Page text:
Oxford Mayor Pat Patterson recently told a courtroom filled with college students during a recent Oxford Board of Aldermen meeting that the city has been experiencing an increase in street sign thefts. He suspects students may be to blame for the petit larceny, and he wants it to stop.
According to the 2014 version of the Mississippi Code, anyone who steals or carries away the personal property of another valued at under $1,000 may be found guilty of petit larceny, imprisoned in the county jail for up to six months, and fined up to $1,000, or both.
Offenders could receive a suspended sentence, one year probation and/or a $1,000 fine.
Any person convicted of a third offense where the value of the property is under $500 could be imprisoned in the penitentiary for up to three years, fined up to $1,000, or both.
The penalties can be higher if someone steals property from a church, synagogue, temple or other established place of worship, and there are also laws in place for gas theft.
Patterson has been mayor of Oxford for the past eight years, and he served on the Oxford Board of Aldermen for eight years before running for mayor. He is a sixth-generation Oxford native.
Patterson said there have been dozens of street and stop signs stolen around Oxford. “There has always been this problem in Oxford a little bit, but it seems to be worse now,” he said.
Patterson said he hopes educating the public about the issue and the repercussions will lessen the impact. He said he had been in contact with the Oxford police chief about the issue.
According to the FBI Uniform Crime Report, Oxford reported 417 counts of larceny-theft charges as of 2015. The state of Mississippi reported a decrease of larceny-theft charges overall at the end of 2015.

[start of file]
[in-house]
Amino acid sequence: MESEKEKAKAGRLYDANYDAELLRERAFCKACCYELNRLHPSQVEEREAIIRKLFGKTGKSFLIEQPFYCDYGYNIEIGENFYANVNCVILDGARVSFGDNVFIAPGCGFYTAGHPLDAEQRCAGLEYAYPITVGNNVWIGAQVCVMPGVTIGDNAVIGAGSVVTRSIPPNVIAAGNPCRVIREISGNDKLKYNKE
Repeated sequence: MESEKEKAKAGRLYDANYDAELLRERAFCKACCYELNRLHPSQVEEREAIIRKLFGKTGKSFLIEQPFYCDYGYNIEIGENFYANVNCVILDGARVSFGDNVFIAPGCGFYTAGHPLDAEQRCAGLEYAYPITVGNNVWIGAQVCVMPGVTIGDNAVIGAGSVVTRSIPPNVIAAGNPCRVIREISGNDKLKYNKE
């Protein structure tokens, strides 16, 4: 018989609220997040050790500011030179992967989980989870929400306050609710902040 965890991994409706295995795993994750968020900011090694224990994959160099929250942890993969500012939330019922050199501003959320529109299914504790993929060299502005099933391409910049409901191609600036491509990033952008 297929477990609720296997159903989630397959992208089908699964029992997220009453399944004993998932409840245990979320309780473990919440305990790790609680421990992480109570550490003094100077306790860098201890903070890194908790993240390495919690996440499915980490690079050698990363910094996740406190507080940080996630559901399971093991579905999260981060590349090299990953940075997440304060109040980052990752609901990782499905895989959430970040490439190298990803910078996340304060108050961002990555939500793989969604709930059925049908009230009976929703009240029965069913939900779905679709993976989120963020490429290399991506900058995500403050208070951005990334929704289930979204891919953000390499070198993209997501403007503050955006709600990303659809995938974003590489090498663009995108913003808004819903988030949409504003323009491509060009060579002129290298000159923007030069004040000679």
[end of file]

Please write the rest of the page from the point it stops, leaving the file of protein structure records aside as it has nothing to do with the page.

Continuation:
Jeff McCutchen has been an Oxford police officer for the past three years. He is part of OPD investigations and is the media officer for Oxford.
McCutchen said he has not noticed an increase of stolen street signs around Oxford. He said it would normally be reported to the Public Works Department.
“Normally, the reports coming to us are from people noticing their signs being stolen from their neighborhood,” McCutchen said. “Whenever there is street signs stolen, it typically is by the younger crowd,” McCutchen said.
According to the University of Mississippi Police Department duty log, there have been 60 cases of vandalism and 50 cases of larceny on campus reported since the beginning of fall 2016.
Vandalism reports on campus are mostly related to damage to residence halls. However, campus theft reports have been outside of residence halls.
In the fall of 2016, an incident was reported in which a student’s car mufflers were allegedly stolen while her car was parked on campus. The area was mostly limited to students parked in Residential East parking.
Holly Hicks, from Residence Hall 1, said she was one of the students affected by this theft. “I parked my car there overnight, and the next morning, my car sounded horrible while I was driving it, and I realized something was wrong.”
Kendall Alford is lieutenant if administrative services and is currently an investigator for the University of Mississippi Police Department. He has worked for UPD for the past 9 years.
Alford said petit larceny and vandalism is a common occurrence on the Ole Miss campus. However, it mostly stays consistent throughout the year. Alford said items stolen on campus are mostly crimes of opportunity, such as belongings being left out unattended.
“Students mostly steal the speed limit signs because of their significance of the speed.” Alford said.